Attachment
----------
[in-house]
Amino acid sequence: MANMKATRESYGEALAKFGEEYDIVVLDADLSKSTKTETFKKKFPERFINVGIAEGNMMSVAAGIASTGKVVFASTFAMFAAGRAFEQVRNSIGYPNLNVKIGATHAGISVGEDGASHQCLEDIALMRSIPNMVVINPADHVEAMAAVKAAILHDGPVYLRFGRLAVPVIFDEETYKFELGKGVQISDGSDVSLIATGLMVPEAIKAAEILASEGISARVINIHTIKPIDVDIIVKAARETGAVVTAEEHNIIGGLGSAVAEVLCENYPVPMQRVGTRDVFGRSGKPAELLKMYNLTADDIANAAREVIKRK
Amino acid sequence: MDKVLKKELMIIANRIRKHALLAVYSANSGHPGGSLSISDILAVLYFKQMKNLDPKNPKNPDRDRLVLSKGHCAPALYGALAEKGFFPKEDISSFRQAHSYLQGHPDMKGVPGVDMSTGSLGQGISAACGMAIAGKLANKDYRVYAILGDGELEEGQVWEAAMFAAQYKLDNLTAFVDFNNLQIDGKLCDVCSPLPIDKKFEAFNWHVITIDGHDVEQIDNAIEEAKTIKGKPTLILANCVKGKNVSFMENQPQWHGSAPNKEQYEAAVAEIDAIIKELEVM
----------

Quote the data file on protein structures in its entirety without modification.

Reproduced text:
[in-house]
Amino acid sequence: MANMKATRESYGEALAKFGEEYDIVVLDADLSKSTKTETFKKKFPERFINVGIAEGNMMSVAAGIASTGKVVFASTFAMFAAGRAFEQVRNSIGYPNLNVKIGATHAGISVGEDGASHQCLEDIALMRSIPNMVVINPADHVEAMAAVKAAILHDGPVYLRFGRLAVPVIFDEETYKFELGKGVQISDGSDVSLIATGLMVPEAIKAAEILASEGISARVINIHTIKPIDVDIIVKAARETGAVVTAEEHNIIGGLGSAVAEVLCENYPVPMQRVGTRDVFGRSGKPAELLKMYNLTADDIANAAREVIKRK
Amino acid sequence: MDKVLKKELMIIANRIRKHALLAVYSANSGHPGGSLSISDILAVLYFKQMKNLDPKNPKNPDRDRLVLSKGHCAPALYGALAEKGFFPKEDISSFRQAHSYLQGHPDMKGVPGVDMSTGSLGQGISAACGMAIAGKLANKDYRVYAILGDGELEEGQVWEAAMFAAQYKLDNLTAFVDFNNLQIDGKLCDVCSPLPIDKKFEAFNWHVITIDGHDVEQIDNAIEEAKTIKGKPTLILANCVKGKNVSFMENQPQWHGSAPNKEQYEAAVAEIDAIIKELEVM